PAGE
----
Advance Made Toward Communication, Computing at “Terahertz” Speeds.

Oregon State University News (07/19/10) Stauth, David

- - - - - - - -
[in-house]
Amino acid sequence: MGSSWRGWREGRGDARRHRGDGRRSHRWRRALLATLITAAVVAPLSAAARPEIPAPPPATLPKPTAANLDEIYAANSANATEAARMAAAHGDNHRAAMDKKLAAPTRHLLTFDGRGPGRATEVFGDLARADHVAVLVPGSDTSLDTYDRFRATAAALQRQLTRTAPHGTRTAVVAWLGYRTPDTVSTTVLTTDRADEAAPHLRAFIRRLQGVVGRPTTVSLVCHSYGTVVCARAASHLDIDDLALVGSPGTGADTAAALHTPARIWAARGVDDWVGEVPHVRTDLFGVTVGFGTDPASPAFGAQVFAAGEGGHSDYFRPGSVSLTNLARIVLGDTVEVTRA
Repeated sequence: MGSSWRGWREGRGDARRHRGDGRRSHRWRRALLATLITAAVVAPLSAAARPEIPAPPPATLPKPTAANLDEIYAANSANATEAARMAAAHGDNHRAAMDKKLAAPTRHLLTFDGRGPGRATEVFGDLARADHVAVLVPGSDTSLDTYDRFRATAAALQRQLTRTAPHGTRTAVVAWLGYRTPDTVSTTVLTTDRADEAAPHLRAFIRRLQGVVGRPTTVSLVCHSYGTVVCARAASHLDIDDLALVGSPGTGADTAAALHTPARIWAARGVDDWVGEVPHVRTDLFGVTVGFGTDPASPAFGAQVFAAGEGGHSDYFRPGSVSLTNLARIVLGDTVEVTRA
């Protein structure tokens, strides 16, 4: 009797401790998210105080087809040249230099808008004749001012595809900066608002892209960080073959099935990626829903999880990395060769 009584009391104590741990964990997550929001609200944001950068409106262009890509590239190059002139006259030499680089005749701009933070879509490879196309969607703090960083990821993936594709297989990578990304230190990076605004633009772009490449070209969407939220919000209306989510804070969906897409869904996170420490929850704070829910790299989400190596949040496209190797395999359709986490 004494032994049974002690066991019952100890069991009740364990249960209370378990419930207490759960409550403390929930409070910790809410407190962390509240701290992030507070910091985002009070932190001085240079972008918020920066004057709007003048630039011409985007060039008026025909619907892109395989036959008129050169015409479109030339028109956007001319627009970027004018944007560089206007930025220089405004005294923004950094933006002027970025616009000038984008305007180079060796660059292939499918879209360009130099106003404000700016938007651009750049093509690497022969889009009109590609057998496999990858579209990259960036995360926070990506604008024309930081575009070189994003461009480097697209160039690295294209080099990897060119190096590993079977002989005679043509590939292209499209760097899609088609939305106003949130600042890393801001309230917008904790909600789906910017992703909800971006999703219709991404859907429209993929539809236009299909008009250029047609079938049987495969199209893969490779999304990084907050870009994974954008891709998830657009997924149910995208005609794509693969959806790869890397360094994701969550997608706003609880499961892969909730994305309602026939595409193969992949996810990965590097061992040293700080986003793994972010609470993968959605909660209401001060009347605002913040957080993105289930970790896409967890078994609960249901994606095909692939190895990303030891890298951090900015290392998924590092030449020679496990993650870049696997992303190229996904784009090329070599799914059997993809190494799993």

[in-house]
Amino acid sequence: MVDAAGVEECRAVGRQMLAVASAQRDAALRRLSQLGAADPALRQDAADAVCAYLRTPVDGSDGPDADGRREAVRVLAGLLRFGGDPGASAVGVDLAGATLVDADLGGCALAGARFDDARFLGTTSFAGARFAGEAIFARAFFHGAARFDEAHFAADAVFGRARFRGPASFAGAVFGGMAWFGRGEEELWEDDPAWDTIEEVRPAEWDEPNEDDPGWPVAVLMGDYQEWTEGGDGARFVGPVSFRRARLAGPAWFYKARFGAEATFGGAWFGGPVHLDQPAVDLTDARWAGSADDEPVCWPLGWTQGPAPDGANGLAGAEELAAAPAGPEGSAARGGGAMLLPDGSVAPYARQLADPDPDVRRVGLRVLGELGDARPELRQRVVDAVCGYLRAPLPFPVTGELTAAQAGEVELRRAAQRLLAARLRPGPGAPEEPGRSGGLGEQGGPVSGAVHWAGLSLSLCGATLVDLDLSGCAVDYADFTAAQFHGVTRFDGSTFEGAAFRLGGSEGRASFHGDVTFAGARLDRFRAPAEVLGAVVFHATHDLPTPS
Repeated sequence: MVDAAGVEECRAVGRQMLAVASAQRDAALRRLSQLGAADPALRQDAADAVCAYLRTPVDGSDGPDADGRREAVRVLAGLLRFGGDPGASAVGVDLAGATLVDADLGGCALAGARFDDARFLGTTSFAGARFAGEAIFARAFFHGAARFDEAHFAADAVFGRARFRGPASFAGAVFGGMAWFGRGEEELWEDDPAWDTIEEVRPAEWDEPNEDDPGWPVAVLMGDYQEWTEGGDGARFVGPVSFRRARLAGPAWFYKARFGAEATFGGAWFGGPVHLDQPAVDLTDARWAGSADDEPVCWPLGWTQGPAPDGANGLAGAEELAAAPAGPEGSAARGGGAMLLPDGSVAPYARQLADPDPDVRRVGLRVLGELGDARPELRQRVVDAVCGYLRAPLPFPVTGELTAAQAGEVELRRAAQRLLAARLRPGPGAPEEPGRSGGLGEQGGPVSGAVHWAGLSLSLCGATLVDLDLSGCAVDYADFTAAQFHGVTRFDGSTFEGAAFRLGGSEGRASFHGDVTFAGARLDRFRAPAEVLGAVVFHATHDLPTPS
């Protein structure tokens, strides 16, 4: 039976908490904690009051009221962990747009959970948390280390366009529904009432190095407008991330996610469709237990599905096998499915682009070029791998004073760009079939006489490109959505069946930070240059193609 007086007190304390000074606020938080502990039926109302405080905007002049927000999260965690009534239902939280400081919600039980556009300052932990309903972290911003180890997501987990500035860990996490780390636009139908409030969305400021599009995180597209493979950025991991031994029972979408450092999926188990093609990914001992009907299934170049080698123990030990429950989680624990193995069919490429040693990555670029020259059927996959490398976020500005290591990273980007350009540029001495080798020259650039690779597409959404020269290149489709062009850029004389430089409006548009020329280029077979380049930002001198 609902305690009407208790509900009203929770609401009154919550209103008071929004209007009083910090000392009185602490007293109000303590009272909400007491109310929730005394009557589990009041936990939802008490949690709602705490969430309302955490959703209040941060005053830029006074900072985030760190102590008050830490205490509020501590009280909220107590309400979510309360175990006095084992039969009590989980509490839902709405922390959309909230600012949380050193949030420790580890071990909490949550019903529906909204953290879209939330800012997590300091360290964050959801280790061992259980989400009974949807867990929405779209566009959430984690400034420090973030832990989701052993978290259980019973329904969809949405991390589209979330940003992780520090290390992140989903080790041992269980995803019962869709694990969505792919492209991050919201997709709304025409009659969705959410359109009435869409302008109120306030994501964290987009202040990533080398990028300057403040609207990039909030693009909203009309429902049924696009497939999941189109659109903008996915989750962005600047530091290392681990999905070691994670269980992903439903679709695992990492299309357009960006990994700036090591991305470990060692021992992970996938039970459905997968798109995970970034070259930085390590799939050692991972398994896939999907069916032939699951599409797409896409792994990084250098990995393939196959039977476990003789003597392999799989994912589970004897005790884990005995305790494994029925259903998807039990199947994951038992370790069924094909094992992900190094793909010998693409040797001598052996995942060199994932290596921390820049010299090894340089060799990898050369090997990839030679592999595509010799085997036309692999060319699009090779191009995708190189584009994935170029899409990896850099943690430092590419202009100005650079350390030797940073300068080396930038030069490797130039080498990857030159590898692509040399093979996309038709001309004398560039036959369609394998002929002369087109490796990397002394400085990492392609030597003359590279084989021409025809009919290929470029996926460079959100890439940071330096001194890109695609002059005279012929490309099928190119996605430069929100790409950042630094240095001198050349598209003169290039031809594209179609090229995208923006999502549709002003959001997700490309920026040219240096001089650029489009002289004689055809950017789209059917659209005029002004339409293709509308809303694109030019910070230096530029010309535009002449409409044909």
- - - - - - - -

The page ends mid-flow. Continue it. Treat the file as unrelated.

Scientists at Oregon State University (OSU), the University of Iowa, and Philipps University in Germany have developed a method for using a gallium arsenide nanodevice as a signal processor at terahertz speeds, which they say is a key advance for optical communication and computing. The method includes a way for nanoscale devices based on gallium arsenide to respond to strong terahertz pulses in an extremely short period, controlling the electrical signal in a semiconductor. “Electrons and wires are too slow, they’re a bottleneck,” says OSU professor Yun-shik Lee. “The future is in optical switching, in which wires are replaced by emitters and detectors that can function at terahertz speeds.” The scientists found that the gallium arsenide devices used in their research can achieve that goal. “We were able to manipulate and observe the quantum system, basically create a strong response and the first building block of optical signal processing,” Lee says. The first applications of the technology will likely be in optical communications, but the ultimate application could be quantum computing, Lee says.

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